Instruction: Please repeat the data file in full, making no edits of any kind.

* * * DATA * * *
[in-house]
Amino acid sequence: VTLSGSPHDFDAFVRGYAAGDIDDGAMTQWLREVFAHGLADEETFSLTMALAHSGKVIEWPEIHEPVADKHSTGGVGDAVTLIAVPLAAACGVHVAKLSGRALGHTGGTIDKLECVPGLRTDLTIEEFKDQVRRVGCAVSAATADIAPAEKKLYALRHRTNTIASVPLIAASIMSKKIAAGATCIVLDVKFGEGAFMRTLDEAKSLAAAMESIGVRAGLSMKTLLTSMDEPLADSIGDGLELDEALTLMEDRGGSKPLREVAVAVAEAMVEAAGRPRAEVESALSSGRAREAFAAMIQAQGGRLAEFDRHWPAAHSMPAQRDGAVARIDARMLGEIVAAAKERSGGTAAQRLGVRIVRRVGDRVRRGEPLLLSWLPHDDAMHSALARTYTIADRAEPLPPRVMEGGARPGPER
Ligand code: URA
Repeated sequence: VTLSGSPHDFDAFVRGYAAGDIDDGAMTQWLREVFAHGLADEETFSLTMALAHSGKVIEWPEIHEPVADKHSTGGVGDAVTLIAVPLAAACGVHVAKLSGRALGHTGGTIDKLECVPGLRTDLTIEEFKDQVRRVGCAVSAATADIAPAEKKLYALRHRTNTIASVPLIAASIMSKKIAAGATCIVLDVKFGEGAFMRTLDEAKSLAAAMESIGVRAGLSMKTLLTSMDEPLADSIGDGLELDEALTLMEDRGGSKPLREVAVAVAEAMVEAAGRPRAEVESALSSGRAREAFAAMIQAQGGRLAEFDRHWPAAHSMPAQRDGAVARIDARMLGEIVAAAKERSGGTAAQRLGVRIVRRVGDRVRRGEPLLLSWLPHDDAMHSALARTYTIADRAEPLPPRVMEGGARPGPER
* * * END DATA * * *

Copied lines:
[in-house]
Amino acid sequence: VTLSGSPHDFDAFVRGYAAGDIDDGAMTQWLREVFAHGLADEETFSLTMALAHSGKVIEWPEIHEPVADKHSTGGVGDAVTLIAVPLAAACGVHVAKLSGRALGHTGGTIDKLECVPGLRTDLTIEEFKDQVRRVGCAVSAATADIAPAEKKLYALRHRTNTIASVPLIAASIMSKKIAAGATCIVLDVKFGEGAFMRTLDEAKSLAAAMESIGVRAGLSMKTLLTSMDEPLADSIGDGLELDEALTLMEDRGGSKPLREVAVAVAEAMVEAAGRPRAEVESALSSGRAREAFAAMIQAQGGRLAEFDRHWPAAHSMPAQRDGAVARIDARMLGEIVAAAKERSGGTAAQRLGVRIVRRVGDRVRRGEPLLLSWLPHDDAMHSALARTYTIADRAEPLPPRVMEGGARPGPER
Ligand code: URA
Repeated sequence: VTLSGSPHDFDAFVRGYAAGDIDDGAMTQWLREVFAHGLADEETFSLTMALAHSGKVIEWPEIHEPVADKHSTGGVGDAVTLIAVPLAAACGVHVAKLSGRALGHTGGTIDKLECVPGLRTDLTIEEFKDQVRRVGCAVSAATADIAPAEKKLYALRHRTNTIASVPLIAASIMSKKIAAGATCIVLDVKFGEGAFMRTLDEAKSLAAAMESIGVRAGLSMKTLLTSMDEPLADSIGDGLELDEALTLMEDRGGSKPLREVAVAVAEAMVEAAGRPRAEVESALSSGRAREAFAAMIQAQGGRLAEFDRHWPAAHSMPAQRDGAVARIDARMLGEIVAAAKERSGGTAAQRLGVRIVRRVGDRVRRGEPLLLSWLPHDDAMHSALARTYTIADRAEPLPPRVMEGGARPGPER